A character actor with more than 80 film and TV projects to his name, Austin, Tex.-based Marco Perella is receiving his widest exposure ever—for a movie he finished shooting eight years ago. As the drunk disciplinarian stepfather of Mason (Ellar Coltrane) in Richard Linklater’s decades-spanning Boyhood, Perella plays the pathetic bully with a finesse that’s left some viewers thinking the movie was all too real.
EW spoke to Perella about his role in the film and the choice of words when he’s being praised for being bad.
The interview below references specific scenes and plot details of Boyhood.
EW: When did you first become involved in the project?
PERELLA: It was about 10 years ago. Rick [Linklater] had already been shooting for two summers and I’d just worked on A Scanner Darkly with him in Austin, so he called me up and he gave me the whole scoop. It was just a little private thing. He didn’t know then exactly how it was going to work.
What did he tell you about the part?
Well, he said that he’d like me to be involved in years 3, 4, and 5. He said, “Yeah, um, I want to you play an a–hole for about three years.” And I said, “Sure, Rick, I’m your boy!”
When we first see Bill, your character, he’s a professor flirting with one of his adult students, Olivia (Patricia Arquette), and there already seems to be something slightly off-kilter about him.
Oh really? Maybe that’s just me. [Laughs] I want to say it’s my wonderful performance, but maybe it’s just this vibe I throw out. Poor Patricia Arquette, she sure knew how to pick ‘em. By the next year, I’ve gotten progressively more screwed up.
He’s revealed to be a control freak who’s much more than a social drinker. How do you approach playing someone messed up like that?
You know, human beings justify themselves and lie to themselves. And they’re in denial about all kinds of things all the time. That character for me was no different. My attitude when I was playing him was, “Hey, if everybody would just do what I say, there would be no abuse.” It’s very strange, but as an actor you have to lie to yourself—because that’s what I think a guy like him is doing.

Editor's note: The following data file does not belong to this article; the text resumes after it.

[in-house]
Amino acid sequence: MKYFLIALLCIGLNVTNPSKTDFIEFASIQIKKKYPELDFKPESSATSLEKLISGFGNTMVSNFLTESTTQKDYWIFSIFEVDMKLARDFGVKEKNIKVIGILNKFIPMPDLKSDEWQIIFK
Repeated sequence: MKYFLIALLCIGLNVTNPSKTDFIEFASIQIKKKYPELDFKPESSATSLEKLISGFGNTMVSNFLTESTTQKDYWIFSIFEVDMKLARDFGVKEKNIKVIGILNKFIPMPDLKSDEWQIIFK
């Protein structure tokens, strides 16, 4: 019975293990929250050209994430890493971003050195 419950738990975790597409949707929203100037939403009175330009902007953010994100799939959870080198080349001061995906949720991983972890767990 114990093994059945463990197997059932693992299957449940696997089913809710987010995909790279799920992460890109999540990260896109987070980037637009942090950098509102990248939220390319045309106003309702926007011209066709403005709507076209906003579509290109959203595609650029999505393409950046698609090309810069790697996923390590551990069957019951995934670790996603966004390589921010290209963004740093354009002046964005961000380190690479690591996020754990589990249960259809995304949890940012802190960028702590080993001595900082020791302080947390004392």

There’s something menacing about him but we also know he’s quite pathetic.
Oh, God, yes. The guy is so self-loathing and the violence comes out of his desperate need to find someone else to blame for his faults. Alcoholics are mixed bags—everybody can relate to being around one, everybody has them in their family, even if they can’t admit it. We’ve all seen them fooling themselves and striking out and blaming everybody else for their problems. I’ve seen it. Unfortunately, I knew how to play it all too easily.
Was it complicated to shoot the scene where your character has a drunken outburst at the kitchen table and throws a glass at 11-year-old Mason?
No, it wasn’t. By that time, the kids had totally bought in to the fact that we were making a movie. And I wasn’t lost in the method or anything. I didn’t go off in corner and gnash my teeth and sharpen my claws. I hung out with the kids all the time and we were all great buddies. Rick would say, “Okay, we’re going to do this scene and Marco’s gonna throw stuff at you.” But they all knew we were all just pretending. They understood what my character was doing, but they knew I wasn’t really going to hurt anybody. To tell you the truth, it was kind of exciting for them.
A lot of that probably has to do with Linklater’s gift for directing child actors, right?
Absolutely. There may be other directors who are as good with kids as Rick, though I’ve never met them. I can’t imagine anyone who’s better. Think about movies like School of Rock or Bad News Bears; he’s worked with kids a lot. The guy is just “one of us” with the kids: playful, easy and breezy.
It’s sad how that section of the movie ends, with Bill’s two biological kids being left with him.
Yeah, doesn’t that bother you when you see it? Those are those tough moments in life, when you’re stuck somewhere and you don’t have the choice to leave. That’s the dark tragedy—you just hope that those other two kids were able to eventually get away.
Were you involved at all in the intervening years?
I’d go and visit people on the set over the different summers. Rick’s sets are just wonderful. He gets it all done in a very relaxed way, stress free. So I’d go and say hi to Patricia and say hi to the kids, and they’d have little pool parties and things. And I’d made another movie [2006’s Fast Food Nation] with Rick along the way.
Did you think Linklater might call you back to make another appearance some years later as Bill?
You mean like, “Hey, the kids run into their ex-stepfather and he’s a wino living on the street”? [Laughs] But no, of course not. The movie’s not about my character and I knew that my part was done after year 5. Hopefully, the guy got help. But some people are too proud and egotistical to accept help and he might be one of those people.
What’s been the reaction of fans when they recognize you specifically from Boyhood?
It’s been complimentary, but the compliments are along the lines of “Oh, you were so terrible! You were really, really bad in that, man!” I’ve collected the adjectives: scary, violent, bad, terrible, drunk, a–hole. Someone told me I was odious—that was one of my favorites. At one of the press conferences for the film, I wasn’t there but someone asked, “That guy who plays the stepfather? Why would that guy let you film him the way he is?” Rick had to say, “Well, he happens to be an actor.” I’ll take it as a compliment.